Thursday, March 10, 2011

What Kitties Know

What Kitties Know   (continued  #7 - #9)

  1. Kitties know that regular routines are comforting.
  2. Kitties know that Spring IS coming.
  3. Kitties know that it is important to spend time appreciating Nature.

Kitties are good people.

Wednesday, March 9, 2011

In the Depth of Winter

In the depth of winter, I finally learned
that within me there lay an invincible

Tuesday, March 8, 2011

International Women's Day Centenary 1911 - 2011

On the Centenary of International Women’s Day, I’ll share this story of a very special woman in my life.  Wendy Steel is an artist and art teacher, a uniquely talented woman.  Wendy is also my sister.

After suffering a debilitating stroke in 2003 and losing use of her right hand, Wendy relearned to paint with her left.  She has become a magnificent role model for anyone struggling with disability following a stroke.

It wasn’t an easy transition.  When Wendy had her stroke, at age 51, all the specialists warned that she would never again be anything more than bed-ridden and severely disabled, unable to speak nor to communicate nor to look after herself. 

They didn’t know Wendy! 

She spent the first three months in hospital … fiercely, stubbornly working at regaining physical and mental skills, forcing her mind and body into remembering and re-learning abilities and capacities necessary to care for her self. 

The dire predictions of the neurologist and other specialists were wrong!  

During an additional year and a half of out-patient Occupational and Speech Therapy, supplemented by Physical Therapy in her own home, she succeeded in regaining much of what she had lost.  In spite of her persistent language problems and the permanent loss of the use of her right arm, she lives a healthy contented life with the support of her love, her life partner Brian.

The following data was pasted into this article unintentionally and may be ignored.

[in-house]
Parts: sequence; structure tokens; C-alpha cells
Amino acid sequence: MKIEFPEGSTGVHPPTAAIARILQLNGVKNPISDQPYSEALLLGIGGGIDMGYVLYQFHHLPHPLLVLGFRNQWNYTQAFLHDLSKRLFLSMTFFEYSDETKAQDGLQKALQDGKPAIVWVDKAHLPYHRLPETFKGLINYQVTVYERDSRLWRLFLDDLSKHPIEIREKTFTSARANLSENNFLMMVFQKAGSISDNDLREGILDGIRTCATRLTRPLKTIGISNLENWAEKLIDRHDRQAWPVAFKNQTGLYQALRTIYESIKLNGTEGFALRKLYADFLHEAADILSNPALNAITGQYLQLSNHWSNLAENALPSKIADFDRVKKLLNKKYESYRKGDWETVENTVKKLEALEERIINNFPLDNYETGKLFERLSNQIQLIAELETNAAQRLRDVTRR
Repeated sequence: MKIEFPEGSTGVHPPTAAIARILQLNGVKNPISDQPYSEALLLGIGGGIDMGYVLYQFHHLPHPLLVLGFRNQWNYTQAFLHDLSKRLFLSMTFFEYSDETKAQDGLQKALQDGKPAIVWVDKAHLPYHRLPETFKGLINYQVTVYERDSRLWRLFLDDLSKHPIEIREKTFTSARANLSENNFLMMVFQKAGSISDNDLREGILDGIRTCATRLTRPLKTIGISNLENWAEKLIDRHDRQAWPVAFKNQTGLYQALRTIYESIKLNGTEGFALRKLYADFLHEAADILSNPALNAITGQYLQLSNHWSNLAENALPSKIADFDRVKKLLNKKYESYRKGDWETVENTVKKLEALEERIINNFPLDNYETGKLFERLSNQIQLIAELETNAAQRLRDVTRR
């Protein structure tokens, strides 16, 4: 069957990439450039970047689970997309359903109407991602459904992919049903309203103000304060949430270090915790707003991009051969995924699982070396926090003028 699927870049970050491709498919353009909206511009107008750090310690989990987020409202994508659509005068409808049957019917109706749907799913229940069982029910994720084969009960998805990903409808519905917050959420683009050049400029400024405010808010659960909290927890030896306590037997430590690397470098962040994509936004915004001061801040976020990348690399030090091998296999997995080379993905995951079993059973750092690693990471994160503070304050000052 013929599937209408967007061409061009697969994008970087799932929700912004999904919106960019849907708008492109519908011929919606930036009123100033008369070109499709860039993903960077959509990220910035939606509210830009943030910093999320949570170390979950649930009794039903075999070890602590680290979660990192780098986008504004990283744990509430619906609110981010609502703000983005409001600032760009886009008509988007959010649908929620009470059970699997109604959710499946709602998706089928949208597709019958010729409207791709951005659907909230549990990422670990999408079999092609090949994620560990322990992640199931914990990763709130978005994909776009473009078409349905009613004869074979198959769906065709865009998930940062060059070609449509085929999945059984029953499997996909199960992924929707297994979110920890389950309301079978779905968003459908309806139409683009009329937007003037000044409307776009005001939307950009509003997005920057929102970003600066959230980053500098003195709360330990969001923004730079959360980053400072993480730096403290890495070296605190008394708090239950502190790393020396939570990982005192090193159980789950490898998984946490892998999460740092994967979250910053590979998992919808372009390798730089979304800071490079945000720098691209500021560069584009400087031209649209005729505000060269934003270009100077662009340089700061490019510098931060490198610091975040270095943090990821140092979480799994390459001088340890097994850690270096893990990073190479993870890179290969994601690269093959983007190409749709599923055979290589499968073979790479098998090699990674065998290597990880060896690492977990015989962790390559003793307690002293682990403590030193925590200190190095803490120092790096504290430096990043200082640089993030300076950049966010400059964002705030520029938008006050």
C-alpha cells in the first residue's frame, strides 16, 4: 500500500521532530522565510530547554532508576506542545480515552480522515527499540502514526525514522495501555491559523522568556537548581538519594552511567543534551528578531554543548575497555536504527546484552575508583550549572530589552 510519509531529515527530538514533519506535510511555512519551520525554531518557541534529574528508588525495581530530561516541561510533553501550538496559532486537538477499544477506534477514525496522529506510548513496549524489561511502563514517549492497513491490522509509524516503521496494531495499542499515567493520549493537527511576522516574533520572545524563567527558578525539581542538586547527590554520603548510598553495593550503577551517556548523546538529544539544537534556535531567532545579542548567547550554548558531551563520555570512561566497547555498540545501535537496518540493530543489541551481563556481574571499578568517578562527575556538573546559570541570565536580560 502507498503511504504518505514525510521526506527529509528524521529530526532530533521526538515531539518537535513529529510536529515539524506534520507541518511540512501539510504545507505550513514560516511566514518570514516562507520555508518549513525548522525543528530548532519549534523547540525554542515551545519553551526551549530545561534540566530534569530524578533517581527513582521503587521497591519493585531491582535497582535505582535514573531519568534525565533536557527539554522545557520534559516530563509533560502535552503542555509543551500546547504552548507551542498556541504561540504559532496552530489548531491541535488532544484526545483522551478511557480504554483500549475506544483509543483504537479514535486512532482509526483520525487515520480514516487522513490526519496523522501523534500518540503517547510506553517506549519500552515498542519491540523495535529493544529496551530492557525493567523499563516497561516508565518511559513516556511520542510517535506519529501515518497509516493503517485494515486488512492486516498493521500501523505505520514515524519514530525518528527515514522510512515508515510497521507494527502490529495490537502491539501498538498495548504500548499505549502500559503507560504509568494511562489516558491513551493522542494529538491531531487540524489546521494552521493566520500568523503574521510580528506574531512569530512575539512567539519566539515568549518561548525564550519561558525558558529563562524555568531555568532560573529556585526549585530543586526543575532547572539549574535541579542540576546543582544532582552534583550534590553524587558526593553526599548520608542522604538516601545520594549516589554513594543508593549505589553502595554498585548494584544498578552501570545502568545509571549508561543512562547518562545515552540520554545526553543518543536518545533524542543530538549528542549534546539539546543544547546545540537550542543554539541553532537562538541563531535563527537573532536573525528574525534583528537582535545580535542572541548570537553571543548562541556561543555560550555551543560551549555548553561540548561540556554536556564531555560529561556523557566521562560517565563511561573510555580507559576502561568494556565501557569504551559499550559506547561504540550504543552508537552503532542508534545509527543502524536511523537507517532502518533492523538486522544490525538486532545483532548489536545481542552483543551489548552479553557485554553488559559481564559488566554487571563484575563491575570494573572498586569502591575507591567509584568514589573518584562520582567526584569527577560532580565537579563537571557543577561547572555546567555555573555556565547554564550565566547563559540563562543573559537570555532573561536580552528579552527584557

She jokes that, before her stroke, she was “brilliant” and now though part of her brain died in the stroke, she still feels smart and capable.  She is indeed!

During the 2003 - 2004 years, Wendy relearned to paint with her left hand.  She now works in India inks, occasionally acrylics but primarily in her favourite medium, watercolours.  She produces paintings of extraordinary depth and whimsical delight, cherishing the self worth that being able to continue as a prolific artist offers to her.  Wendy’s art work can be found all over the eastern regions of Canada and United States. 

She cherishes life in all its varied manifestations and is grateful each day to be able to get “into the painting zone” and to forget her aches and pains and challenges as she creates.   Wendy again enjoys a flourishing career.   Her work is vibrant, full of the joy of life in all of its forms and possibilities.

She is grateful to be alive and in turn ensures that each person who crosses her threshold knows that she is grateful for them in her life.   She values and cares for them deeply. 

Life is precious.

Monday, March 7, 2011

Life is Like Knitting a Pair of Mittens

Knitting begins with the spark of an idea.  I see a fine-looking skein of yarn – soft, fresh smelling, nubby and squishy, silent except for the crinkly paper band – and am enticed to create something practical or beautiful or both.

I explore my yarn stash.  Every knitter has one: secret heaps of multicoloured skeins yearning to be wound into tidy yarn cakes or efficient balls, longing to be knit into useful warm socks, sturdy comforting sweaters, striped or cabled scarves, gorgeous expansive shawls, practical protective hats or cozy sensuous mittens.

I choose mittens.  Where can I find a pattern - in a magazine, seductive with glossy photos, or in a book admonishing advice, “knit a swatch first”, or online at my favourite yarn shop’s website?  What size needles do I need?  What do I already have?  Will they work?

I begin, knit, make mistakes, unravel, and knit again.  Adjust my pattern instructions, fiddle with my knitting, measure, fine-tune again and knit.  Click, click, click of needles.

A bit like life, isn’t it?  All of this organizing, venturing, creating, retreating and progressing with detours and adjustments.

Finally I’m finished.  The mittens are lovely, soft, thick, warm.  I like them so well that I wear them in the house for a while, enjoying the pleasantly subtle waxy feel of the thick fuzzy strands.  The woolly earthy fragrance reminds me that these homemade mittens embody relationship between my handiwork and nature’s offerings from alpaca or sheep, goats or angora rabbits.

These mittens are charming and imperfect, not quite the way I had imagined, but delightful, comforting and useful just the same.

Learning from my mistakes, I note improvements for the next pair of mittens, eyeing the tantalizing textures and beckoning hues of the yarn stash … ideas sparking!